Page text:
For lawyers, LinkedIn has become a place to connect with businesses, as well as other legal professionals, and to keep up with industry news. Furthermore, for self-employed lawyers, in particular, it has become a place to boost their profile and connect with potential clients.
So, let’s look at how lawyers can optimise LinkedIn.
Setting Up Your Profile
We won’t go into how to set your LinkedIn profile from a step-by-step point of view. You may already have done this and if you haven’t there are some great simple YouTube tutorials.
What is important is deciding upon your persona on your LinkedIn profile. For instance, you might think that the job title is an easy one, however, you’ll notice there is a trend to do job titles a little differently on LinkedIn. For instance, someone who is a ‘Business Coach’ might opt for something along the lines of ‘I help entrepreneurs discover their strengths and elevate their opportunities,’ rather than just using ‘Business Coach.’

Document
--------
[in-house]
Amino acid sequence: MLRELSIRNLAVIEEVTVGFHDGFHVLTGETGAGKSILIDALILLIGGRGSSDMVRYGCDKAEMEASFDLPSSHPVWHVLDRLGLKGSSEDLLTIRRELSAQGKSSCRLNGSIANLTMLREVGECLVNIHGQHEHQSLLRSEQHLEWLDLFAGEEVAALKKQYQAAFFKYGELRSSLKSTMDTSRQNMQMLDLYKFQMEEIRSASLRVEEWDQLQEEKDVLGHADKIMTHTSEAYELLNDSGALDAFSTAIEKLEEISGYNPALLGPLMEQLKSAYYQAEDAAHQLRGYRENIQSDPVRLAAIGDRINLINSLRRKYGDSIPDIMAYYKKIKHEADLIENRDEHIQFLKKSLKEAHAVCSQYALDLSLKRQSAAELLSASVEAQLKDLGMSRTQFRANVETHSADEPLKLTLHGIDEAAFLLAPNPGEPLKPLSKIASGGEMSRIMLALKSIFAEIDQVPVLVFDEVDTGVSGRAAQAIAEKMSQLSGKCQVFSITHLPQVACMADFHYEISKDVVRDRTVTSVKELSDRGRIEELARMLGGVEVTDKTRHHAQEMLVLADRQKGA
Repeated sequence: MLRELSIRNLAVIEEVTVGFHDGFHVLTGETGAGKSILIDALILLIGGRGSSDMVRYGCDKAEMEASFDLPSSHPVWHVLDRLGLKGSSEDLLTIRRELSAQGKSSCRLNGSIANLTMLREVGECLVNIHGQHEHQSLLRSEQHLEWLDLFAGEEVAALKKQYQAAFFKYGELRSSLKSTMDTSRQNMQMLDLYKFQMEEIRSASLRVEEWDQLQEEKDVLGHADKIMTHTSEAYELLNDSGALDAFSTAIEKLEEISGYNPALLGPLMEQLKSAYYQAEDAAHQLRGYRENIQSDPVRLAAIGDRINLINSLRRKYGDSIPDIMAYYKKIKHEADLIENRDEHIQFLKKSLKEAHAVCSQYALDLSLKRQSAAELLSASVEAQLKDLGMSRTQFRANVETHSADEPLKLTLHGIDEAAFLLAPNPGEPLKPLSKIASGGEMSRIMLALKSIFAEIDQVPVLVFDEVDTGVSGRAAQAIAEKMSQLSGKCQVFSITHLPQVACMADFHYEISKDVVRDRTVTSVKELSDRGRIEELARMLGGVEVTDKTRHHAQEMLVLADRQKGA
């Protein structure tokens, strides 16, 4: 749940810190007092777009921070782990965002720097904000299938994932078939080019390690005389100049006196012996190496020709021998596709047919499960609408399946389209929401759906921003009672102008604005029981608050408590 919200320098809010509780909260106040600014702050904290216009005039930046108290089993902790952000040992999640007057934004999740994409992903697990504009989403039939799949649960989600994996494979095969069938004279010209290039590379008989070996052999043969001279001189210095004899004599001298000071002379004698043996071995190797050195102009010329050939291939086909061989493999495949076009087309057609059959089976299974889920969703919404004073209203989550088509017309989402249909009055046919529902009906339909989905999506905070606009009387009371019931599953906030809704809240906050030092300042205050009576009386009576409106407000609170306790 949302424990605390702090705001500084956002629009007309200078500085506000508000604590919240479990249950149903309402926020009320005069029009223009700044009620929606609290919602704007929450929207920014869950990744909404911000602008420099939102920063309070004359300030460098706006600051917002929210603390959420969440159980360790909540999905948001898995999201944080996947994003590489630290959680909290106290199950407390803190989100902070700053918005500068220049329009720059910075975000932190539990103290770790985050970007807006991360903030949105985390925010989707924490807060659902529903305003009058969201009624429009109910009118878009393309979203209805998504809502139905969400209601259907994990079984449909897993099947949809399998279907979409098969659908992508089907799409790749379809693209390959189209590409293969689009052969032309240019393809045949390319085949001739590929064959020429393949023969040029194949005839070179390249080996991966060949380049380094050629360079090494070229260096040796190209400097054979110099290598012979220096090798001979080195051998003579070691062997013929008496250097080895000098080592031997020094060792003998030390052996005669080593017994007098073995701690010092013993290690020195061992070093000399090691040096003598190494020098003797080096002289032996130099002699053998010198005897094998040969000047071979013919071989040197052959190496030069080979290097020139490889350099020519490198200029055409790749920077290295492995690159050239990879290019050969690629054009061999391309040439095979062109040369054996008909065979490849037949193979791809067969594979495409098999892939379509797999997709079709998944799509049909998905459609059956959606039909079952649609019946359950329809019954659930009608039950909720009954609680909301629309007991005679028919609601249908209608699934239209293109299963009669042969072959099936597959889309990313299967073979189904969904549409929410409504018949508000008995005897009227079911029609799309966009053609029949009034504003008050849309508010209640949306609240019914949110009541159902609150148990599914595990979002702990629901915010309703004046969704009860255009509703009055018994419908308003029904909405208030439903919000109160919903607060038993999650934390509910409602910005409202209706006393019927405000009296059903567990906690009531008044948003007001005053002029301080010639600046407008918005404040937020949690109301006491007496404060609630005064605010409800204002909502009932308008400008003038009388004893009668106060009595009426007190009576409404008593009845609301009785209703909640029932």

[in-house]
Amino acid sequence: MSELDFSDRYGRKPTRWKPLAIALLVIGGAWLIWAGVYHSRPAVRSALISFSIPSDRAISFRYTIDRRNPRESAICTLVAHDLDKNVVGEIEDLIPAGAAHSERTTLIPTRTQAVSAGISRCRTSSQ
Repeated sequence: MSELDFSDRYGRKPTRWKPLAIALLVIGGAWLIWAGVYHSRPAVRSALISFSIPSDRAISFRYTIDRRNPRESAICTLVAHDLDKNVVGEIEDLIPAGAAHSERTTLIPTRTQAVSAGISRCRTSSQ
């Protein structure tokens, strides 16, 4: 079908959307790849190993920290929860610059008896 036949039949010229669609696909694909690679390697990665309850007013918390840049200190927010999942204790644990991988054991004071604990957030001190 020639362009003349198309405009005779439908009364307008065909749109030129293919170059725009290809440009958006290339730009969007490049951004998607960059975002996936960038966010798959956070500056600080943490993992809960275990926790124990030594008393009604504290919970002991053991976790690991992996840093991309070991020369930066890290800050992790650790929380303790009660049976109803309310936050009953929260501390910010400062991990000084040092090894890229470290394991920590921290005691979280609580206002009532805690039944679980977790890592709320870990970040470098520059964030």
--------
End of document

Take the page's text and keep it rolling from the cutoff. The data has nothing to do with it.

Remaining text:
Now, some people like hearing about what people do in these terms whereas others prefer to stick to a traditional job title. As a lawyer, I would suggest sticking with the more standard job title. However, you do get some extra space so it may be worth adding a couple of extra skills. For instance, your specialisms or a one-line description of your services.
An example might be, ‘Commerica Lawyer | Professional Legal Advice For Small Businesses’, or, ‘Family Lawyer | Divorce Lawyer | Solicitor’. Remembering that this is a global platform, it can be useful to expand on your job title in this way and can also help you appear in similar but relevant searches on the platform.
The About Me section is equivalent to a personal profile on a CV. Here you can:
- Expand on what you do
- Who you work with
- What your qualifications are
- Career highlights and achievements
It’s important to keep this brief since people may be inclined to scan read and will be put off by lengthy content.
Your experience is simple enough to fill out and is also similar, in content and format, to a CV. The bonus here is that you will be linked to companies you have previously worked with which helps in expanding your network by linking you with or highlighting your profile to former colleagues.